Taiwanese music and mind

C. C. Hung, Y. K. Tu

Research output: Contribution to journalArticlepeer-review

1 Citation (Scopus)


Taiwanese music partially reflects Chinese tradition and is characterized by elegant styles and sweet and sometimes sad melodies. 'Typical' Taiwanese songs are based on the five-note scale consisting of do, re, mi, sol and la. Vocal music is emphasized here because it represents two of the most important brain functions: language and music. The earliest type of Taiwanese music, best represented by aboriginal songs, is characterized by naivete. The songs are usually unaccompanied by instrumental music, and their expression unrestrained and sometimes powerful. Under the oppression of imperialism and militarism, it was by means of songs containing poems with touching pathos that the pessimism, despair and suppressed anger of the Taiwanese people were expressed. Shortly after World War II, confusion and poverty prevailed, and the songs in this period showed implicitly the struggles of Taiwanese and their strong determination and incessant efforts toward prosperity. Following a short decline, Taiwanese music has recently been reanimated. The expression this time is more explicit, showing a keen desire, supported by courage, for a better future. Taiwanese, with the exception of aboriginal dialects, is one of the most typical tone languages. The close similarity of conversational tone to the melody of a song very often observed in this language would suggest that both cerebral hemispheres are involved in execution of melodies as well as in practice of daily Taiwanese conversation. Although foreign music may help improve the quality of Taiwanese music, it seems more important at this stage to preserve and develop its native characteristics.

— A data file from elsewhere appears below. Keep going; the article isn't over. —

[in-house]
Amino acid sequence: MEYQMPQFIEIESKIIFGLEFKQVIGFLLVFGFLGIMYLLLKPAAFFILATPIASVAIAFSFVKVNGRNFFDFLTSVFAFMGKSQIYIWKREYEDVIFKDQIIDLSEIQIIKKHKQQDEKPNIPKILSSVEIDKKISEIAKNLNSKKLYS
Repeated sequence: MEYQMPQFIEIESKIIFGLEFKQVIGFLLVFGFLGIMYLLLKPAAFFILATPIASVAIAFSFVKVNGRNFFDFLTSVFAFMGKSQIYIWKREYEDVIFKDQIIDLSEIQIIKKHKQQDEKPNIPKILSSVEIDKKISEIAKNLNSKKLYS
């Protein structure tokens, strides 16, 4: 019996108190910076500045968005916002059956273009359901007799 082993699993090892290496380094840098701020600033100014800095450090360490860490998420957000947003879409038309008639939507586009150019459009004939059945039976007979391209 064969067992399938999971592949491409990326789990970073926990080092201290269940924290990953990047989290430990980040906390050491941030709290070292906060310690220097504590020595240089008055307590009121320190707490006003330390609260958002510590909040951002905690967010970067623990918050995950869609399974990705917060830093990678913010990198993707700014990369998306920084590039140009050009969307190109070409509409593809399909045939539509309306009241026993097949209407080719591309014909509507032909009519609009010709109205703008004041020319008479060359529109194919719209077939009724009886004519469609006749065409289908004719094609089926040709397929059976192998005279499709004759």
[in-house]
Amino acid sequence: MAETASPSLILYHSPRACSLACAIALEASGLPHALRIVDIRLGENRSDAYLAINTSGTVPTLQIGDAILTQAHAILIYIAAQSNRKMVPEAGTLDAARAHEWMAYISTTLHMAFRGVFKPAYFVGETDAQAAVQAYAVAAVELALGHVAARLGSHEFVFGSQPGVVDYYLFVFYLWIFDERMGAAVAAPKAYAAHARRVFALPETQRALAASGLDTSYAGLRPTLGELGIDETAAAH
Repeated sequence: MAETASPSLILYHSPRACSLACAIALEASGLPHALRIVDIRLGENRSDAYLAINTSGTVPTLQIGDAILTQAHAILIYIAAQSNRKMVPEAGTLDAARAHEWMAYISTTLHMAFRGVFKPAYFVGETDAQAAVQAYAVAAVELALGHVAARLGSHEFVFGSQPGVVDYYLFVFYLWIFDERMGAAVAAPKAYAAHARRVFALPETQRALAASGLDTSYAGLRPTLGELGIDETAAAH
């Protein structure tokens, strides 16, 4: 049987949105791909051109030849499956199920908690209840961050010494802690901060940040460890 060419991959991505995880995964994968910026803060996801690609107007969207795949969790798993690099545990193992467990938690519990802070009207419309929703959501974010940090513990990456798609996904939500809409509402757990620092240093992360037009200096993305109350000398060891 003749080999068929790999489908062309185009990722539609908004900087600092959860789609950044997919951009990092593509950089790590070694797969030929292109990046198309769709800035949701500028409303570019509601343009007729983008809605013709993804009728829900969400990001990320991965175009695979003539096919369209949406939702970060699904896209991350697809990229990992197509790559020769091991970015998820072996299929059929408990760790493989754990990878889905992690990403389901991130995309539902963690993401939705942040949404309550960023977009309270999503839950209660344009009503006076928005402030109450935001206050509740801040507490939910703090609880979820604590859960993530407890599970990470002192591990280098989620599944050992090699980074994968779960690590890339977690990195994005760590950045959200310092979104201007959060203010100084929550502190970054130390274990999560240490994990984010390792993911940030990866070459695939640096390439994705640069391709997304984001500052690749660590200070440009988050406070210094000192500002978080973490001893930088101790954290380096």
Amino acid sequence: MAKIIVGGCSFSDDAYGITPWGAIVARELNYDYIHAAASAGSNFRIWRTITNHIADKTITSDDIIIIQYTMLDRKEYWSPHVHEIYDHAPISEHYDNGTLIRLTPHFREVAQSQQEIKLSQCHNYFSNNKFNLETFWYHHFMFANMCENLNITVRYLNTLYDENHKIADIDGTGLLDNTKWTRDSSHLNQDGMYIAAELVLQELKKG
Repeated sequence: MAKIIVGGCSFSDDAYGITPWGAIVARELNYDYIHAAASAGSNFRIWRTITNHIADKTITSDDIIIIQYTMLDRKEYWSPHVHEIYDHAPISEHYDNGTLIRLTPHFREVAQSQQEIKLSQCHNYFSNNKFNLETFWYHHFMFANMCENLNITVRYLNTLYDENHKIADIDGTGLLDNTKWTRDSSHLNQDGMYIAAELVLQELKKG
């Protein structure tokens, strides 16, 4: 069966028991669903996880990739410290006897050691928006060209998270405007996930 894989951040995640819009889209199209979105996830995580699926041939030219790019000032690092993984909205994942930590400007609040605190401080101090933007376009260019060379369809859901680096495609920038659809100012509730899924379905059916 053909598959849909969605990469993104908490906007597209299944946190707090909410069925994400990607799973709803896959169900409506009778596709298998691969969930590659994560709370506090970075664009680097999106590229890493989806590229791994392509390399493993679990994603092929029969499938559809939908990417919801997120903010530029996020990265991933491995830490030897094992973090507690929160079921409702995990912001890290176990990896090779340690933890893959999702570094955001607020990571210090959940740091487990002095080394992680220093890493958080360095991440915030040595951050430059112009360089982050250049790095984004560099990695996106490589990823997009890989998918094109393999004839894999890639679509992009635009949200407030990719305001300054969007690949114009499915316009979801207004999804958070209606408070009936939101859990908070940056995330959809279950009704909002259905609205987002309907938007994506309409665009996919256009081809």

Original languageEnglish
Pages (from-to)210-214
Number of pages5
JournalActa Neurologica Taiwanica
Issue number3
Publication statusPublished - Jan 1 2000
Externally publishedYes


  • 5-note musical scale
  • Dominant cerebral hemisphere
  • Taiwanese music

ASJC Scopus subject areas

  • Neurology
  • Clinical Neurology


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